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GEORGIA COLLEGE & STATE UNIVERSITY

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Hoco ticket scalping expected to be minimal

 

Last year, ticket scalpers flooded the Bobcat Exchange Facebook group in the weeks before the Homecoming Concert. 

 

“It was so strange and wild,” said junior Raasha Gutierrez, an junior art major, about the 2018 ticket scalping. “I remember all of a sudden the tickets were sold out. When I went to look on Bobcat Exchange for how much people were selling tickets, it was a mess. I remember seeing one post saying that the one ticket started at $60 and that it was going to the highest paying customer. It was crazy.”

 

This year, assistant dean of students Tom Miles and director of student involvement Jonathan Meyer don’t foresee such an overwhelming demand for tickets. SGA declined to comment.

 

Centennial’s occupancy increased this year, with 400 additional spaces for students. The Homecoming committee can now sell a total of 5,000 tickets. 

 

So far, about 1,450 tickets have been sold. Meyer said he doubts that tickets will sell out as quickly this year.

 

“The fire marshal redid the occupancy with the floor,” Miles said. “Our emergency management people have been looking at the occupancy and working with the state fire people to see what the real occupancy of the facility should be based on today’s standards. We never want to create an environment where our students aren’t safe.”

 

Additionally, Miles recommends students take advantage of the first two weeks of ticket sales. This time period was designed specifically for students after seniors were unable to buy tickets to the Homecoming Concert a few years ago.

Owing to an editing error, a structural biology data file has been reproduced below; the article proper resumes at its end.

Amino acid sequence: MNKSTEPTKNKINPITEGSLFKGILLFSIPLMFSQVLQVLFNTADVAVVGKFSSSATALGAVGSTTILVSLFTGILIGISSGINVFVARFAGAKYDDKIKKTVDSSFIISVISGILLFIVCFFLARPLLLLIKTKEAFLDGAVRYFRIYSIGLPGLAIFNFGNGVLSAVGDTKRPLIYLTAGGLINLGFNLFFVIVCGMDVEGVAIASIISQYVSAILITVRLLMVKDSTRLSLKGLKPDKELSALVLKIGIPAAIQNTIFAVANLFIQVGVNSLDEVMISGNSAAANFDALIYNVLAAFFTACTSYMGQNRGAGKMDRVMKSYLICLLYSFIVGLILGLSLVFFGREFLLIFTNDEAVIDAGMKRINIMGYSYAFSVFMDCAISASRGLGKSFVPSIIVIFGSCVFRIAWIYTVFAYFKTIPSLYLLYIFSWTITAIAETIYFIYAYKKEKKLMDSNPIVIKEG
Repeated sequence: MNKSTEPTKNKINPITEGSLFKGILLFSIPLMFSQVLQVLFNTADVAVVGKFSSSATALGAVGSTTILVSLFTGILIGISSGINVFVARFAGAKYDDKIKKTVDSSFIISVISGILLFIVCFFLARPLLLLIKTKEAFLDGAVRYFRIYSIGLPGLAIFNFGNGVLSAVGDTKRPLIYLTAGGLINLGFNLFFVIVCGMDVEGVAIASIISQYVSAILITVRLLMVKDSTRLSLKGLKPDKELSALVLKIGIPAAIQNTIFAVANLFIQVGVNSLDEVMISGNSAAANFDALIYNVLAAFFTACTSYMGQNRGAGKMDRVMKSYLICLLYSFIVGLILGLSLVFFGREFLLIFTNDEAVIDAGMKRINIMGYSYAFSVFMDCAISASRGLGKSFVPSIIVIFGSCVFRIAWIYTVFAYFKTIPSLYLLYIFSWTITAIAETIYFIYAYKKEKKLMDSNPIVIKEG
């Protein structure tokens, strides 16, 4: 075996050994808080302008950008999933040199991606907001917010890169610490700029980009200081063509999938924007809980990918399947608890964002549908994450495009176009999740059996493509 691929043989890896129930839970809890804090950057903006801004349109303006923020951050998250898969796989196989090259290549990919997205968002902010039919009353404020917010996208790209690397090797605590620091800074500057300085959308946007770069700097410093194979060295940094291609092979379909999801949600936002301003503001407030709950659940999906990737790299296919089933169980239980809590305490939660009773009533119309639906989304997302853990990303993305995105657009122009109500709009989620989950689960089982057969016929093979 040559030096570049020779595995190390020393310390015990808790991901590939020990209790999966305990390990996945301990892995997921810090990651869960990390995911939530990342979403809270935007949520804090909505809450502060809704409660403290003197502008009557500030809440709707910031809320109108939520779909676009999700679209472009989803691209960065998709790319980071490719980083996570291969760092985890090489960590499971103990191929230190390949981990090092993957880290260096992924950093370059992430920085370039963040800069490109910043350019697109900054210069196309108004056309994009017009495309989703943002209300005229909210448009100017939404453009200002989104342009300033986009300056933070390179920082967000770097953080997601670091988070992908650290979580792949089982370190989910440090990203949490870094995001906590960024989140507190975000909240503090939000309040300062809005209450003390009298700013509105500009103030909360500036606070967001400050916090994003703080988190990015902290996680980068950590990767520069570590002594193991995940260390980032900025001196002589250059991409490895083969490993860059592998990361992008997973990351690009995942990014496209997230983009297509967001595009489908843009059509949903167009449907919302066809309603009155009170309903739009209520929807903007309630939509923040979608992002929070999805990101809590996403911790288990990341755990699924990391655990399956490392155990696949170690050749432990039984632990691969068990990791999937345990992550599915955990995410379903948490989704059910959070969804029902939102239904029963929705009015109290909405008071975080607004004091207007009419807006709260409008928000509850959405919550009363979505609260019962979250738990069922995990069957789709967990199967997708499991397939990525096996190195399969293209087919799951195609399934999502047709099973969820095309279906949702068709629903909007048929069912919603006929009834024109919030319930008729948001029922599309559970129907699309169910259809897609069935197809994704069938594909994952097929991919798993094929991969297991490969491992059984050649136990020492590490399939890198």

“We didn’t [set aside two weeks for students] one year, and we struggled with it because we had some of our seniors, and they couldn’t get tickets to their own senior year concert,” Miles said. “It broke our heart to tell seniors that they couldn’t get into the last concert.”

 

Some Homecoming lineups  lead to a higher demand of tickets, like 2018’s T-Pain concert, which causes ticket scalping. 

 

Unfortunately, the Homecoming Committee can do little to stop this behavior.

 

“I don’t know what we could do or what jurisdiction we’d have, now with Venmo and all the other person-to-person methods,” Meyer said. 

 

However, the homecoming committee did extend ticket selling hours to accommodate cohort students. Ticket sales used to end at 4 p.m., but due to classes, many cohort students were unable to get to Magnolia in time because of their cohort obligations. The committee has extended sales until 5 p.m. to accommodate these students. 

 

If students buy their tickets early, they shouldn’t have to resort to buying tickets from scalpers. In addition to the first two weeks of Homecoming sales, students still have another two weeks after that to purchase tickets for an increased price. Students can purchase two tickets for $10 the third week, and the fourth week, tickets are $25 and are on sale for the public.

 

“Don’t put yourself in a position where tickets sell out and you’re scrambling to try and get a ticket and you have to resort to buying one for $40,” Meyer said. “We always try to say that these two weeks are set aside for [students]. Take advantage of it, we want as many students going to the concert and getting tickets.”

 

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